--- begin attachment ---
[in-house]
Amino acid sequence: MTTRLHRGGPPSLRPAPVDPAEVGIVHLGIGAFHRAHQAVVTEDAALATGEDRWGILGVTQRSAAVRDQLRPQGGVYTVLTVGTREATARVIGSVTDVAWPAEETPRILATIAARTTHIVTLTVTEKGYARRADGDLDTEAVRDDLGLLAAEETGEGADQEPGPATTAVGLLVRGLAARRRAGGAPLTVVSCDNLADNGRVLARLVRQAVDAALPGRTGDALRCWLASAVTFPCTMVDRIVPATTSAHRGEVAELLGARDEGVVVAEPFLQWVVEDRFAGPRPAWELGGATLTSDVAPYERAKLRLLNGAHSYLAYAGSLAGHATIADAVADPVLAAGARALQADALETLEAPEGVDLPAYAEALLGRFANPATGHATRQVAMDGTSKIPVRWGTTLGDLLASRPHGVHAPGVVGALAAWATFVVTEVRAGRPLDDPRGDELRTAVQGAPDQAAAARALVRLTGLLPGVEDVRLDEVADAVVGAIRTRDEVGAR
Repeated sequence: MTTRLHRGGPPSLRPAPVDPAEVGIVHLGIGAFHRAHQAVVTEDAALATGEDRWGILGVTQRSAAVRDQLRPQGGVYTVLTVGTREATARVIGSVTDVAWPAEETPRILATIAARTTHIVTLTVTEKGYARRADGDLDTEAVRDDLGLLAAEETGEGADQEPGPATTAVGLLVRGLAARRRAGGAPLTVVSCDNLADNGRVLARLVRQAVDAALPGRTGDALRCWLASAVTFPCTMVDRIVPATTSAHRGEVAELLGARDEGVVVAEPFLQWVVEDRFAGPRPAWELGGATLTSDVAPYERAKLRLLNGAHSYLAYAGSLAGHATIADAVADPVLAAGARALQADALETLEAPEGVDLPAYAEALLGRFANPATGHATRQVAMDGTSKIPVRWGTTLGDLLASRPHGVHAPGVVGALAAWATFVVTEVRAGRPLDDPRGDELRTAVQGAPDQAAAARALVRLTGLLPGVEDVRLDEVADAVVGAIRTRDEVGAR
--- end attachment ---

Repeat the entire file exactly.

[in-house]
Amino acid sequence: MTTRLHRGGPPSLRPAPVDPAEVGIVHLGIGAFHRAHQAVVTEDAALATGEDRWGILGVTQRSAAVRDQLRPQGGVYTVLTVGTREATARVIGSVTDVAWPAEETPRILATIAARTTHIVTLTVTEKGYARRADGDLDTEAVRDDLGLLAAEETGEGADQEPGPATTAVGLLVRGLAARRRAGGAPLTVVSCDNLADNGRVLARLVRQAVDAALPGRTGDALRCWLASAVTFPCTMVDRIVPATTSAHRGEVAELLGARDEGVVVAEPFLQWVVEDRFAGPRPAWELGGATLTSDVAPYERAKLRLLNGAHSYLAYAGSLAGHATIADAVADPVLAAGARALQADALETLEAPEGVDLPAYAEALLGRFANPATGHATRQVAMDGTSKIPVRWGTTLGDLLASRPHGVHAPGVVGALAAWATFVVTEVRAGRPLDDPRGDELRTAVQGAPDQAAAARALVRLTGLLPGVEDVRLDEVADAVVGAIRTRDEVGAR
Repeated sequence: MTTRLHRGGPPSLRPAPVDPAEVGIVHLGIGAFHRAHQAVVTEDAALATGEDRWGILGVTQRSAAVRDQLRPQGGVYTVLTVGTREATARVIGSVTDVAWPAEETPRILATIAARTTHIVTLTVTEKGYARRADGDLDTEAVRDDLGLLAAEETGEGADQEPGPATTAVGLLVRGLAARRRAGGAPLTVVSCDNLADNGRVLARLVRQAVDAALPGRTGDALRCWLASAVTFPCTMVDRIVPATTSAHRGEVAELLGARDEGVVVAEPFLQWVVEDRFAGPRPAWELGGATLTSDVAPYERAKLRLLNGAHSYLAYAGSLAGHATIADAVADPVLAAGARALQADALETLEAPEGVDLPAYAEALLGRFANPATGHATRQVAMDGTSKIPVRWGTTLGDLLASRPHGVHAPGVVGALAAWATFVVTEVRAGRPLDDPRGDELRTAVQGAPDQAAAARALVRLTGLLPGVEDVRLDEVADAVVGAIRTRDEVGAR